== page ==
The current images on this page are not great because I took them of plants growing wild in a very heavily wooded area on my property. But I will explain why I decided to use them.
Years ago when I first started landscaping houses in 1979 one of my favorite go to plants, an evergreen that I used in almost every design that I did was Japanese Holly. There are a lot of different Japanese Hollies with Ilex Hetzi being one of the most popular. But I don’t usually put Hetzi in an area close to the house because they tend to get too big too fast. So my favorite Japanese Holly is Ilex Crenata ‘Green Lustre’.
Japanese hollies are notorious for their glossy, dark green leaves that are not flat, but somewhat curved. All though Green Lustre holly can get as large as 4′ by 4′, they can also be easily trimmed to a much smaller size.
What prompted me to write is article is that I was out back trying to clean up the wooded area on my property and I kept seeing all of these what appeared to be Ilex crenata ‘Green Lustre’ holly bushes growing in a scattered pattern in my woods. Obviously distributed there from seeds dropped from birds or maybe even other animals that eat the berries.
But what really caught my attention was that these evergreens, grown from seed, completely untrimmed, actually looked pretty good given the fact that they were growing in dense shade.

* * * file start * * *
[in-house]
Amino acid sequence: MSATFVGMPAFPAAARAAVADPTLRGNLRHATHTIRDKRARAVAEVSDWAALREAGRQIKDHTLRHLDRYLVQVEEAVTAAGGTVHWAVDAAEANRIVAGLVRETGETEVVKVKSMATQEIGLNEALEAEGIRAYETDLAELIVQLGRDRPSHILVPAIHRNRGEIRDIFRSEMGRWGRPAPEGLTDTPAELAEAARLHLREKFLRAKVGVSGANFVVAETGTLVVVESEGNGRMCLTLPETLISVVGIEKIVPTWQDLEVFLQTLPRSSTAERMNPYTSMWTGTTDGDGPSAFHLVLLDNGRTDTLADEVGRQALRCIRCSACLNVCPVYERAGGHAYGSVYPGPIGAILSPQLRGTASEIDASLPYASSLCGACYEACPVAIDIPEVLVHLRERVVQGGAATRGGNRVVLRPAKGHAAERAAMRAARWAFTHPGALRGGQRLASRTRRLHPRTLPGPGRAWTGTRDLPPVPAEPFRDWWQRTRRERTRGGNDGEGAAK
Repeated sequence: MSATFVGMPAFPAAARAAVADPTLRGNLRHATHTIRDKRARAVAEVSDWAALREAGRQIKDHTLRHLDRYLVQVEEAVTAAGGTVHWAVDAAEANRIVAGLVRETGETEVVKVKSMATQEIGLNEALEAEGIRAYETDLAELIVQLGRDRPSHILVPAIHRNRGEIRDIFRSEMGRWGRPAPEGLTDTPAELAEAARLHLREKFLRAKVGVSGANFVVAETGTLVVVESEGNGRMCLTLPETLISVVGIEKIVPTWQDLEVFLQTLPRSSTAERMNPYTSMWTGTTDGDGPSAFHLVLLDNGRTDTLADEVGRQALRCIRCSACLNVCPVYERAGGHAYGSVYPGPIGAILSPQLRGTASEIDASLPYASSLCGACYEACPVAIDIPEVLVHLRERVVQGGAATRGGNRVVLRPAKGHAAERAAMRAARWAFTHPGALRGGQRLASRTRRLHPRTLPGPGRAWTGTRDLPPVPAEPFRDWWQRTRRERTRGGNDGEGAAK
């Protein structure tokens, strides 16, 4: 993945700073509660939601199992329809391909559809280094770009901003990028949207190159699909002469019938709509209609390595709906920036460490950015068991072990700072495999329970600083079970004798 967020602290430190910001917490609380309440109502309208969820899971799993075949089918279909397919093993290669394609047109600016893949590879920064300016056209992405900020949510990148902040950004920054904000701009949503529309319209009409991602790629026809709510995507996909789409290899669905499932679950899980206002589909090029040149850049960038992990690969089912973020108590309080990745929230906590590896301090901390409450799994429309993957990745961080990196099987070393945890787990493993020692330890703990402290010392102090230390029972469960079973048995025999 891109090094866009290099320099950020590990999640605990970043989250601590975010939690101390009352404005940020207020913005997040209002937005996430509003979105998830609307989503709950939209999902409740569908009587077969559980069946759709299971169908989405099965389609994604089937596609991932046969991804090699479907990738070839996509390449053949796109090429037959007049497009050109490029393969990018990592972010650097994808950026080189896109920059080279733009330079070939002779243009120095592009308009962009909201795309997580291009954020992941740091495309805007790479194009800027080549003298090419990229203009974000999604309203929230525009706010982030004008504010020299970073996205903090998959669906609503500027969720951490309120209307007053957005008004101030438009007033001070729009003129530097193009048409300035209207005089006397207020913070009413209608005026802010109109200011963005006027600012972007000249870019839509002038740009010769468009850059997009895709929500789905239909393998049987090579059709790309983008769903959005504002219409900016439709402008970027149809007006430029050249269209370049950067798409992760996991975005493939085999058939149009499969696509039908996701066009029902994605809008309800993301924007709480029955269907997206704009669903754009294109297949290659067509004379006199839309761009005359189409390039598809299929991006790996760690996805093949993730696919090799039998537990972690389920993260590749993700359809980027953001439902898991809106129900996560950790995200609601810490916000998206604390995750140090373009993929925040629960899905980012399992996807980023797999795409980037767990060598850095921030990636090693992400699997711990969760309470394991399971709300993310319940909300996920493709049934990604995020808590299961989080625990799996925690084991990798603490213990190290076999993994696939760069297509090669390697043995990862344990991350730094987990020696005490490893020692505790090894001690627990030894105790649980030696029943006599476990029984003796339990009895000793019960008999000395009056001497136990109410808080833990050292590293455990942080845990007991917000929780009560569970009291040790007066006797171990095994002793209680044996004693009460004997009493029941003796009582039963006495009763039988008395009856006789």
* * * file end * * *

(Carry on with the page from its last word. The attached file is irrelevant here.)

And that’s when I dawned on me that I should be growing Ilex crenata ‘Green Lustre’ for that very reason. People are always asking for great plants for shade! My discovery is living proof that this evergreen can thrive in shade and with a bit of pruning, unlike the ones in my woods, they can be beautiful.
This plant attracts song birds because in mid fall this plant is loaded with black berries that the birds love!
Ilex crenata ‘Green Lustre’ is hardy in zones 4B through zone 8.
This is another one of those plants that is disappearing from American landscapes being replaced by new introductions that are patented or carry trademarked names. Our job as backyard growers is to make sure these beautiful never become extinct.
So now I have to find a few as stock plants so I can start propagating them. Propagation is easy, you can do them in summer this way; https://mikesbackyardnursery.com/mikes-plant-propagation-kit/, or do them in the Winter as Hardwood Cuttings. As hardwood cuttings they will be quite slow to root where the summer cuttings should root in about 6 weeks.
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